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JetBlue Airways IPO Valuation

An Analysis of Valuation Processes

FINE 7600 VALUATION AND FINANCIAL ENTERPRISES October 24, 2012 Authored by: Xian Sophie Li, Yu Charlotte Pei, Tiancheng Toby Sun, Adrian Townsend, and Yu Yvonne Wang

JETBLUE AIRWAYS IPO VALUATION


An Analysis of Valuation Processes Contents
JETBLUE TAKES OFF! ................................................................................................ 1 CALCULATING AN APPROPRIATE PRICING POLICY RANGE ..................................................... 1 CORRECT VALUATION LEAVES MONEY ON THE TABLE ......................................................... 2 IS THE I.P.O WORTH THE EXPENSE? .............................................................................. 2 COMPARABLE COMPANIES ANALYSIS .............................................................................. 2 P/E MULTIPLE .................................................................................................2 TOTAL CAPITAL MULTIPLE ................................................................................... 3 EBIT MULTIPLE ................................................................................................ 4 DISCOUNTED CASH FLOW ANALYSIS .............................................................................. 4 ASSUMPTIONS...................................................................................................4 WEIGHTED AVERAGE COST OF CAPITAL ...................................................................5 DISCOUNTED CASH FLOW SHARE PRICE VALUATION .................................................... 6 JETBLUE AIRWAYS IPO VALUATION ............................................................................... 6 WORKS CITED ........................................................................................................ 8

JetBlue Airways IPO Valuation | 10/24/2012

JetBlue Airways IPO Valuation


An Analysis of Valuation Processes JetBlue Takes Off!
JetBlue is an aggressive start-up, which began service in February 2000, and has grown steadily since its inception. Duplicating Southwests simplicity, high aircraft utilization and low fares, JetBlue offers comfortable, affordable and convenient point-to-point air travel with some unique amenities (for example, leather seats and live-feed TV monitors). It has relied primarily on word of mouth advertising to execute its strategy. In contrast with most upstart discount carriers, JetBlue operates a fleet of 31 brand new, highly fuel-efficient Airbus A320 aircraft and employs a non-unionized FAA certified workforce (pilots, technicians, dispatchers) The management team has an extensive leadership track record with successful carriers, such as Southwest Airlines. This report examines the April 2002, decision of JetBlue management to price the initial public offering of JetBlue, just months after the terrorist attacks of 2001. Although the timing The market is never dead for a good company seemed risky, John Owen, with real revenues and real earnings Executive vice president and chief financial officer of JetBlue Airways stated the market is never dead for a good company with real revenues and real earnings. JetBlue had managed to remain profitable and grow aggressively despite the challenges facing the airline industry.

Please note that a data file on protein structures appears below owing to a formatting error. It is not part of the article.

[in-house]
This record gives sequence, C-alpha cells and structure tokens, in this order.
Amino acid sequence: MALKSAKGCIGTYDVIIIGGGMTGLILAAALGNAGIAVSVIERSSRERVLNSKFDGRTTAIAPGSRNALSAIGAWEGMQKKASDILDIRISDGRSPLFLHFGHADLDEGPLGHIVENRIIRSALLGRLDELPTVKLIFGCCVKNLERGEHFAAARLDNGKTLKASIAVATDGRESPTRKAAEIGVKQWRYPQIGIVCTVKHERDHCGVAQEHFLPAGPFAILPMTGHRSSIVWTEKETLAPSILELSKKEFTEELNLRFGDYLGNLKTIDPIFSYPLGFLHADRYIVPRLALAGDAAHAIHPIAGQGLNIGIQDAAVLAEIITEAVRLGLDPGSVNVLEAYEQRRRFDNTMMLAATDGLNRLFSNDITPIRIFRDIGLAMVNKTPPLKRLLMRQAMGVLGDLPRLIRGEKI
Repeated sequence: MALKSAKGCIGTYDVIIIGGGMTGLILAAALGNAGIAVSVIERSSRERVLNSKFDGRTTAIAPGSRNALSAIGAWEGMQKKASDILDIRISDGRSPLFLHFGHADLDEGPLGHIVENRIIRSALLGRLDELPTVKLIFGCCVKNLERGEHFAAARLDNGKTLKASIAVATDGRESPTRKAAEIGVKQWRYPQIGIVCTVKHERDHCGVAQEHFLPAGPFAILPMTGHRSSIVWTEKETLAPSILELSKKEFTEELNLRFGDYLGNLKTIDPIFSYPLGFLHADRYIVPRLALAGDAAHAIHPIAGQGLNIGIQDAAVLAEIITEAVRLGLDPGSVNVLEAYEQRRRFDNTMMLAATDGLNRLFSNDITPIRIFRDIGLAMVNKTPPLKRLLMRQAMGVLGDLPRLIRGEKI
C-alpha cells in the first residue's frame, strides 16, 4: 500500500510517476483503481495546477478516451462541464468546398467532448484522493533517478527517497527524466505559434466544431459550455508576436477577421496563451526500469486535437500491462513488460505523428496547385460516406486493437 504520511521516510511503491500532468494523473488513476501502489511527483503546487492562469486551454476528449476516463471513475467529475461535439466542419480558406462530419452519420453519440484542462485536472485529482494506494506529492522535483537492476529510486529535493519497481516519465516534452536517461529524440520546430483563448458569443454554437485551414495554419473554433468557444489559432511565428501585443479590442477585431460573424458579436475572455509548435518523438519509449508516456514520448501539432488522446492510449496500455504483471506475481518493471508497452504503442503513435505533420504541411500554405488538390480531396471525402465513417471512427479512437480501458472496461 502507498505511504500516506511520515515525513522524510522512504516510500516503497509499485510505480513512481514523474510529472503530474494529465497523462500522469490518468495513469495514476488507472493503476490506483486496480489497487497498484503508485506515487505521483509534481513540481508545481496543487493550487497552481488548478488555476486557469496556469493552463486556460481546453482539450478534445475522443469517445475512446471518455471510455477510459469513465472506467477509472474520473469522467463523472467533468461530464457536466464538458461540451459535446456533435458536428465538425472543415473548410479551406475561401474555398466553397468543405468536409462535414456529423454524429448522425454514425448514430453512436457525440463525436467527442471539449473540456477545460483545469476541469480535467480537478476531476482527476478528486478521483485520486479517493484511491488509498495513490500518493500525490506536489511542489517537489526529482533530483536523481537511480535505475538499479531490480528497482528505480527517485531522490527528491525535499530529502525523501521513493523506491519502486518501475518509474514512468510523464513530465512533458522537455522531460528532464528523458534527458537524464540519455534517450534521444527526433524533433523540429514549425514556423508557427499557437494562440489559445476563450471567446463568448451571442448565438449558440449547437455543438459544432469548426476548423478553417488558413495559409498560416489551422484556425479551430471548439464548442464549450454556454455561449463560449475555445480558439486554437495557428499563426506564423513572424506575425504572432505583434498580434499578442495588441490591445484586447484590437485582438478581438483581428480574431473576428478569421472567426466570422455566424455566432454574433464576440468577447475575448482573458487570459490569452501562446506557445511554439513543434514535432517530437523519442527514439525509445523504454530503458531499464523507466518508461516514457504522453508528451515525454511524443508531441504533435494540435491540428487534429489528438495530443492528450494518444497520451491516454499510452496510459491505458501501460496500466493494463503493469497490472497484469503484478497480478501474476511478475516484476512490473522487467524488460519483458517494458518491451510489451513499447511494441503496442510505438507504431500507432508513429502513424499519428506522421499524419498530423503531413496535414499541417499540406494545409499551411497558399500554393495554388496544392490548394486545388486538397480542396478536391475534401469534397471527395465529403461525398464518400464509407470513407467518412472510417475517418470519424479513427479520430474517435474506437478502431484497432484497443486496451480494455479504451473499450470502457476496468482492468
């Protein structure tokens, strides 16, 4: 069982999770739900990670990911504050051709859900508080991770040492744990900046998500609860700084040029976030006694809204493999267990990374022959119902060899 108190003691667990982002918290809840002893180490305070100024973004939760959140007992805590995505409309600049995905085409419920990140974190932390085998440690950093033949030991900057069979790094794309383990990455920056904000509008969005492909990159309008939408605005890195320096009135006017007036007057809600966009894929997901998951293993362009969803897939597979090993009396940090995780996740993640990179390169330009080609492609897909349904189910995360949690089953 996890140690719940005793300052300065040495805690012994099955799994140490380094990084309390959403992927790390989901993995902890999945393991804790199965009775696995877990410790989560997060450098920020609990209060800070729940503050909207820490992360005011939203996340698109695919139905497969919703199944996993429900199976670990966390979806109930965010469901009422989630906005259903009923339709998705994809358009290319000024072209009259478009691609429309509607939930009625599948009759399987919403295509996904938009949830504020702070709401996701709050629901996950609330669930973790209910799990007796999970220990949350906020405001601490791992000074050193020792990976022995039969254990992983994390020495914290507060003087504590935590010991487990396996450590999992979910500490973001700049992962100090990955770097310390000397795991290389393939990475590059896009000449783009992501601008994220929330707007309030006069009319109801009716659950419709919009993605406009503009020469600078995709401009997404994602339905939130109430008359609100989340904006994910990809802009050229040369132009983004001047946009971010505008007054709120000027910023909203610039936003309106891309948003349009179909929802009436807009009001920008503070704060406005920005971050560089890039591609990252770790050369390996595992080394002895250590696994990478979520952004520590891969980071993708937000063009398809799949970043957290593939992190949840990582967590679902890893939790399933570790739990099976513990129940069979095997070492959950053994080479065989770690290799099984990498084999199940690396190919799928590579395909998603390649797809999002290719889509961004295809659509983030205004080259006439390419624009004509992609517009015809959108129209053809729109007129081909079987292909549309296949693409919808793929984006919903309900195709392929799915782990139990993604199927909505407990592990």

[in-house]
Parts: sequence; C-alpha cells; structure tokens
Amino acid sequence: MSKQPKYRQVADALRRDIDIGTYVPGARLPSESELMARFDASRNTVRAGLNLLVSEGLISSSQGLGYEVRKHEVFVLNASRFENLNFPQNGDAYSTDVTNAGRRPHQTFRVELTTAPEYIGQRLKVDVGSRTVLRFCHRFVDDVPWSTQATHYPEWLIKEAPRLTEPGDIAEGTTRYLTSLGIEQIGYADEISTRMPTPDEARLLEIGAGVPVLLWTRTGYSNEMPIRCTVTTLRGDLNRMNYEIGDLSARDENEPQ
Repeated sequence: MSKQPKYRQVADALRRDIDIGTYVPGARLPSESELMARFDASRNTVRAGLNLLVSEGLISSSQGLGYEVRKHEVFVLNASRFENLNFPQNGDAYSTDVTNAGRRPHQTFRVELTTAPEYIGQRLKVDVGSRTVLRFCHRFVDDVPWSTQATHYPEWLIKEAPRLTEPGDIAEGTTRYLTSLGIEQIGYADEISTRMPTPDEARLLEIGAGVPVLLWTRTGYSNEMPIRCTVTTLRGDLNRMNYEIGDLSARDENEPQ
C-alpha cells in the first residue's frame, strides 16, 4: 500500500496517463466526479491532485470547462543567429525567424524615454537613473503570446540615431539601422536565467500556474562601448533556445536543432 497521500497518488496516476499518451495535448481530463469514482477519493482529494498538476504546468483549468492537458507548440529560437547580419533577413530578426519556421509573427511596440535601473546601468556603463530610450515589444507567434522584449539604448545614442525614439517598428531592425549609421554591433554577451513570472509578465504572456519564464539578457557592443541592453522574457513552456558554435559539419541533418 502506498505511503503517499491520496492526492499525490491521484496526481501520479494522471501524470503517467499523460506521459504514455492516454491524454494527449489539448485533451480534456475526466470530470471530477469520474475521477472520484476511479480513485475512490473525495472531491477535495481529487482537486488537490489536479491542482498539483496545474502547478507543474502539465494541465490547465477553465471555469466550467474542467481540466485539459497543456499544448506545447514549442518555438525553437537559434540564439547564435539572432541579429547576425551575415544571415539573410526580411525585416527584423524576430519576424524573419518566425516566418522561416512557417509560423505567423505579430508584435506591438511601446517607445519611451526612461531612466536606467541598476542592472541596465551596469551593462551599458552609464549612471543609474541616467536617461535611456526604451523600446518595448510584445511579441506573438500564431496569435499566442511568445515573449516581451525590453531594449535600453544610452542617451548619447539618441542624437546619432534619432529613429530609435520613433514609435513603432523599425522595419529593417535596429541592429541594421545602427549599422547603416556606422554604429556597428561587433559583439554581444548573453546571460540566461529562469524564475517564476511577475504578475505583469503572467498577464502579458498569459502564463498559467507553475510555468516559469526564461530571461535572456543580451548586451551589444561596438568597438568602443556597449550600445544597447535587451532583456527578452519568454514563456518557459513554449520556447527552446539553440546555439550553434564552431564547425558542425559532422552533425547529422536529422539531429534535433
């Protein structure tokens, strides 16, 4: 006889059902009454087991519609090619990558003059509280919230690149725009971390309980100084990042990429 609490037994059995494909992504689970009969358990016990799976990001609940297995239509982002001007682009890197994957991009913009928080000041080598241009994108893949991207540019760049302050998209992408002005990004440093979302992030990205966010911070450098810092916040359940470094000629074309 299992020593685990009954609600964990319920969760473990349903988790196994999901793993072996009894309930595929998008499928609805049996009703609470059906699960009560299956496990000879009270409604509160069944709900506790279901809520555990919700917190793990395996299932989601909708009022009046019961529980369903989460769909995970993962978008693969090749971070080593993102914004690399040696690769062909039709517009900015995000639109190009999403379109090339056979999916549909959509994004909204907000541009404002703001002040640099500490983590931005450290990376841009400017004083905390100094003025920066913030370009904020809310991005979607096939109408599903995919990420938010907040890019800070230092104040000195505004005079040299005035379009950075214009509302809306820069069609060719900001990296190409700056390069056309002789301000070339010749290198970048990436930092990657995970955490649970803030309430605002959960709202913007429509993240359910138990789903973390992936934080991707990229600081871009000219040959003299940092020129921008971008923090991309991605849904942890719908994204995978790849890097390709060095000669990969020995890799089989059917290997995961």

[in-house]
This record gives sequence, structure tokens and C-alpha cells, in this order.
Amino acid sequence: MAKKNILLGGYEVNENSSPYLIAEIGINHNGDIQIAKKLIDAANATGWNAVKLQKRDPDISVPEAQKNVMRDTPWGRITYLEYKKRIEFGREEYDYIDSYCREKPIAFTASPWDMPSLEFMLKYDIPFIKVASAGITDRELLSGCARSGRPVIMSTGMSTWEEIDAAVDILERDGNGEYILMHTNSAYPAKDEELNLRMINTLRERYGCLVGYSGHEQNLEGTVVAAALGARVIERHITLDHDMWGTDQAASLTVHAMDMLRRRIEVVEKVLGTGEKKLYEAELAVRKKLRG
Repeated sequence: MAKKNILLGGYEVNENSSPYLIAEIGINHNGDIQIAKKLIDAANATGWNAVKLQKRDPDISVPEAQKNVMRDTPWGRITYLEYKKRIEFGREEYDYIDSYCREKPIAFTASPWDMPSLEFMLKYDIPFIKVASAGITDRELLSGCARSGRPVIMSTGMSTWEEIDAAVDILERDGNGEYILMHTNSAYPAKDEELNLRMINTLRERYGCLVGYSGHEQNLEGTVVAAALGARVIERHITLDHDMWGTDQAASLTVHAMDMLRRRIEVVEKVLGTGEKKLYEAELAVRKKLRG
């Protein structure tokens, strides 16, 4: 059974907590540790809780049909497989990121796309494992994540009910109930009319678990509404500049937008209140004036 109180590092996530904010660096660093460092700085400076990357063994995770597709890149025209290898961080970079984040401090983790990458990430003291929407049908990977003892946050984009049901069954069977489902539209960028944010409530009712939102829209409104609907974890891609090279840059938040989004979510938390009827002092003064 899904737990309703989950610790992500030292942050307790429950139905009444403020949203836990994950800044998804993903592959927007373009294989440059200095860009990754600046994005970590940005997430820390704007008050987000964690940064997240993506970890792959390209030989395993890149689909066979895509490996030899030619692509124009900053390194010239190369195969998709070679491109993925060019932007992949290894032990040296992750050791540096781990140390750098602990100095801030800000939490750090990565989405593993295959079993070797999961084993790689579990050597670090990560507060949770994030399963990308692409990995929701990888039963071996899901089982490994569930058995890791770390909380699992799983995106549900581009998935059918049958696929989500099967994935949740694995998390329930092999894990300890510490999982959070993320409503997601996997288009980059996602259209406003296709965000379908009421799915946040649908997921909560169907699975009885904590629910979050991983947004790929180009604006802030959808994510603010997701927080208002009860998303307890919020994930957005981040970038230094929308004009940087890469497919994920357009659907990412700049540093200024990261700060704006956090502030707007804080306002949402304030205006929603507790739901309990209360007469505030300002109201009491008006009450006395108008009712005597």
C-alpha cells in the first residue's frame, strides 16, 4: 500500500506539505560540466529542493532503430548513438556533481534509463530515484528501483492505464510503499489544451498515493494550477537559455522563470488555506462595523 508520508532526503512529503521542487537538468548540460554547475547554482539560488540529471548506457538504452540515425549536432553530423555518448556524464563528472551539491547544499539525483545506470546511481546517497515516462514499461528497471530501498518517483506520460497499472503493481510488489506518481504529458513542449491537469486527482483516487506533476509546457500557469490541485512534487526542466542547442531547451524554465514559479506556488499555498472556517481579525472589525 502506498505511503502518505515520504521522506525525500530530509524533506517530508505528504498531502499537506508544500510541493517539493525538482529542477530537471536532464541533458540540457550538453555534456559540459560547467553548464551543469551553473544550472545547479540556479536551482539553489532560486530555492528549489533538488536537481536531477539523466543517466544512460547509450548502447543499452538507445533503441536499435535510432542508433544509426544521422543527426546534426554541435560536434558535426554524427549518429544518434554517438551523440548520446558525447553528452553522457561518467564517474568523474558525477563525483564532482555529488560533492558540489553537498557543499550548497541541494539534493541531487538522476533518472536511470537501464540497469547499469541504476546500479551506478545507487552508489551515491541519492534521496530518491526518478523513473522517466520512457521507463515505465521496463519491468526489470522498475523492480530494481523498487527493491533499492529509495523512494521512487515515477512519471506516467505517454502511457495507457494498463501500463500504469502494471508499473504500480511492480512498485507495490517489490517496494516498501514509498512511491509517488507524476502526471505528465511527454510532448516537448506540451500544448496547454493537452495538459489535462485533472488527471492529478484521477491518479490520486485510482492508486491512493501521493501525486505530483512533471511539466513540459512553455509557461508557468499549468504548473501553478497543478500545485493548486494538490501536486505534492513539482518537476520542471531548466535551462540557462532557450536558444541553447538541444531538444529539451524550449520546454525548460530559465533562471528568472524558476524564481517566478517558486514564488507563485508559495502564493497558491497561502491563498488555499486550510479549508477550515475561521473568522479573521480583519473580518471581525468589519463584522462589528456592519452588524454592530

JetBlue Airways IPO Valuation | 10/24/2012

Over the last 50 years, I.P.O.s in the United States have been underpriced by 16.8 percent on average. This translates to more than $125 billion that companies have left on the table in the last 20 years. I.P.O. underpricing is also a worldwide phenomenon. In China, the underpricing has been severe, averaging 137.4 percent from 1990 to 2010. This compares with 16.3 percent in Britain from 1959 to 2009. In most other countries, I.P.O. underpricing averages above 20 percent. (Davidoff, 2011)

Calculating an Appropriate Pricing Policy Range


The lead underwriter for the JetBlue I.P.O. Morgan Stanley had initially calculated a price per share of $22 to $24. However, with sizeable excess demand for the 5.5 million shares being offered; they had adjusted the range upwards ($25 to $26). This report utilized four different share valuation methods: 1) Price/earnings multiple (comparison pricing); 2) Total capital multiple (comparison pricing); 3) EBIT multiple (comparison pricing); and 4) Discounted free cash flows (fundamentals pricing). We conclude that the JetBlue offering price should be $27 to $29.

We conclude that the JetBlue offering price should be $27 to $29

Correct Valuation Leaves Money on the Table


According to economist Kevin Rock (Rock, 1986), because informed investors do not exist in sufficient number, underwriters re-price I.P.O offerings to bring in uninformed investors and ensure that they maximize total bidding. This theory has empirical support in papers that have found that when investment banks can allocate shares in greater measure to informed investors, the underpricing is reduced since the compensation needed to draw uninformed investors is lower. (Davidoff, 2011). Underpricing has also been found to be lower when information about the issuer is more freely Underpricing gives uninformed available so that uninformed investors are at less of a disadvantage. investors normal return. Underpricing gives uninformed investors normal return. In countries where share allocation is transparent (Singapore and Finland), investors receive more shares of overpriced offerings making average profits zero. (Keloharju, 1993). JetBlue is only offering approximately ten percent of the firms outstanding shares; a successful I.P.O. will help to not only raise short-term capital, but also provide access to future capital. Increasing the share price aggressively will dampen demand and reduce the publicity buzz surrounding the event and the company. In line with the benefits of underpricing we agree with a more conservative pricing range as suggested by the Morgan Stanley underwriters.

Is the I.P.O Worth the Expense?